Cybernetics and Systems Analysis

, Volume 55, Issue 5, pp 701–713 | Cite as

Principles of Organization of the Human Eye Retina and Their Use in Computer Vision Systems

  • V. P. BoyunEmail author
  • L. O. Voznenko
  • I. F. Malkush


This paper provides a summary of principles of organization of the human eye retina. The following principles are considered: locality during interacting neurons, ring organization of receptive fields with on- and off-centers (center-surround organization), specialization of neuron layers, organization of feedbacks, adaptation to lighting and contrast levels, and data volume reduction in a video stream. It is shown that the perfect organization of the human retina being used as a prototype allows to significantly improve technical characteristics of computer vision systems. The results of this research were used in creating a family of intelligent video cameras and a number of systems based on them and also in constructing specialized neural networks for primary information processing directly on a sensor matrix.


retina rod cell cone cell horizontal cell bipolar cell amacrine cell ganglion cell on-center off-center neural network video sensor control of parameters of reading information intelligent video camera multilayer matrix structure 


Unable to display preview. Download preview PDF.

Unable to display preview. Download preview PDF.


  1. 1.
    Harvey Richard Schiffman, Sensation and Perception: An Integrated Approach [Russian translation], Piter, St. Petersburg (2003).Google Scholar
  2. 2.
    V. P. Boyun, “Human visual analyzer as a prototype for designing a family of problem-oriented machine vision systems,” in: Proc. Intern. Sci. and Techn. Conf. “Artificial Intelligence. Intelligent Systems (AI-2000),” Vol. 1, Donetsk (2010), pp. 21–26.Google Scholar
  3. 3.
    C.-H. Huang and C.-T. Lin, “A bio-inspired computer fovea model based on hexagonal-type cellular neural networks,” IEEE Trans. on Circuits and Systems I: Regular Papers, Vol. 54, Iss. 1, 35–47 (2007).CrossRefGoogle Scholar
  4. 4.
    S. Shah and M. D. Levine, “Visual information processing in primate cone pathways. I. A model,” IEEE Transactions on Systems, Man, and Cybernetics. Part B: Cybernetics, Vol. 26, No. 2, 259–274 (1996).CrossRefGoogle Scholar
  5. 5.
    A. Benoit, A. Caplier, B. Durette, and J. Herault, “Using human visual system modeling for bio-inspired low level image processing,” Computer Vision and Image Understanding, Vol. 114, Iss. 7, 758–773 (2010).CrossRefGoogle Scholar
  6. 6.
    D. Anderson, Cognitive Psychology [Russian translation], Piter, St. Petersburg (2002).Google Scholar
  7. 7.
    H. Kolb, “How the retina works: Much of the construction of an image takes place in the retina itself through the use of specialized neural circuits,” American Scientist, Vol. 91, No. 1, 28–35 (2003).CrossRefGoogle Scholar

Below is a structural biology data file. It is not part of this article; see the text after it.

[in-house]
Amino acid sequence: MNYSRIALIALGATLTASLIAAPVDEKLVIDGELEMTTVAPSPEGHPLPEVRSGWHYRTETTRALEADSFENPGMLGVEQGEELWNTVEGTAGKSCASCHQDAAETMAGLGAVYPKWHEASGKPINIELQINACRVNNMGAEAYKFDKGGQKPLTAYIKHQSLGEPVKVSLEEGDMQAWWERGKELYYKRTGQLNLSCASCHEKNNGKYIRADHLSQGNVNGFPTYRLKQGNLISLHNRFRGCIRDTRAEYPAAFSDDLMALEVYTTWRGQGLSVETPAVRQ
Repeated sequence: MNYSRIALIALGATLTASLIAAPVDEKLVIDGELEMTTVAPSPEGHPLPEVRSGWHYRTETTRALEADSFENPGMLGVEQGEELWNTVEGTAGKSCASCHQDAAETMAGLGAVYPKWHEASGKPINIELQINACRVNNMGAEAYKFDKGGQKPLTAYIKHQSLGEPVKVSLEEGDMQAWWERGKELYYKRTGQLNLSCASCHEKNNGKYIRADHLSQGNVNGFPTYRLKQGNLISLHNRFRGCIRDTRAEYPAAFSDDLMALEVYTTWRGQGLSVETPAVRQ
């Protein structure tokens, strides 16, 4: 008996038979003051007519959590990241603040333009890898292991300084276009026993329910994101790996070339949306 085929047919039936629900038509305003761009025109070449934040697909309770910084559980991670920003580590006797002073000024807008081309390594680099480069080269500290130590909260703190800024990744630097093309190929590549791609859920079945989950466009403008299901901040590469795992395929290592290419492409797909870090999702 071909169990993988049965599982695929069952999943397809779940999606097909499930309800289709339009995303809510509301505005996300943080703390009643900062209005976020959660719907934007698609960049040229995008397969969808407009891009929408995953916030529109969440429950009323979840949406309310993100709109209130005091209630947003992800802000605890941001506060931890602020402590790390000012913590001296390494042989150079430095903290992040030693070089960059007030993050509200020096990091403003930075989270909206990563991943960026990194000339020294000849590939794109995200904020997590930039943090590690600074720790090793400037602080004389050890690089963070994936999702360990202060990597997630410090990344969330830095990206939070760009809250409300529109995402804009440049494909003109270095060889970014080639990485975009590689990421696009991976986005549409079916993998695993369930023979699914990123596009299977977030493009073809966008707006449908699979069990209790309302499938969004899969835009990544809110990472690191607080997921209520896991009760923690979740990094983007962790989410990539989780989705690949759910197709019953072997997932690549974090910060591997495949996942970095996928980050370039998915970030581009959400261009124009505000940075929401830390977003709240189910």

8. 8.
    Yu. E. Shelepin, V. M. Bondarko, and M. V. Danilova, “Foveola construction and visual system pyramidal organization model,” Sensory Systems, Vol. 9, No. 1, 87–97 (1995).Google Scholar
  9. 9.
    P. J. Burt, “Smart sensing within a pyramid vision machine,” Proc. IEEE, Vol. 76, Iss. 8, 1006–1015 (1988).CrossRefGoogle Scholar
  10. 10.
    V. P. Boyun, “Intelligent selective perception of visual information. Informational aspects,” Artificial Intelligence, No. 3, 16–24 (2011).Google Scholar
  11. 11.
    V. Boyun, “Intelligent selective perception of visual information in vision systems,” in: Proc. 6th IEEE Intern. Conf. on Intelligent Data Acquisition and Advanced Computing Systems: Technology and Application. (IDAACS’2011) (Prague, Czech Republic, 15–17 September 2011), Vol. 1 (2011), pp. 412–416.Google Scholar
  12. 12.
    V. P. Boyun, Dynamic Information Theory. Fundamentals and Applications [in Russian], V. M. Glushkov Institute of Cybernetics (2001).Google Scholar
  13. 13.
    V. Boyun, “Directions of development of intelligent real time video systems,” Application and Theory of Computer Technology, [S. l], Vol. 2, No. 3, 48–66 (2017). Scholar
  14. 14.
    O. G. Rudenko and E. V. Bodyansky, Artificial Neural Networks [in Russian], SMITH Company, Kharkiv (2005).Google Scholar
  15. 15.
    R. Gonzalez and R. Woods, Digital Image Processing [Russian translation], Technosphere, Moscow (2005).Google Scholar
  16. 16.
    V. Boyun, “Bioinspired approaches to the selection and processing of video information,” in: Proc. IEEE Second Intern. Conf. on Data StreamMining & Processing (DSMP) (2018), pp. 498–502.
  17. 17.
    V. P. Boyun, Device for Determining the Location and Parameters of Image Objects, UA Patent No. 76597, BI No. 6 (2013).Google Scholar
  18. 18.
    V. P. Boyun, Sensor Device for Determination of Location and Center of Gravity of an Object, UA Patent No. 106292, BI No.12 (2014).Google Scholar
  19. 19.
    V. P. Boyun, Sensor Device for Determining the Location and Moments of Inertia of an Object in an Image, UA Patent No. 106301, BI No. 15 (2014).Google Scholar
  20. 20.
    V. P. Boyun, Sensor Matrix with Image Processing, UA Patent No. 109335, BI No. 6, (2015).Google Scholar

Copyright information

© Springer Science+Business Media, LLC, part of Springer Nature 2019

Authors and Affiliations

  1. 1.V. M. Glushkov Institute of CyberneticsNational Academy of Sciences of UkraineKyivUkraine

Personalised recommendations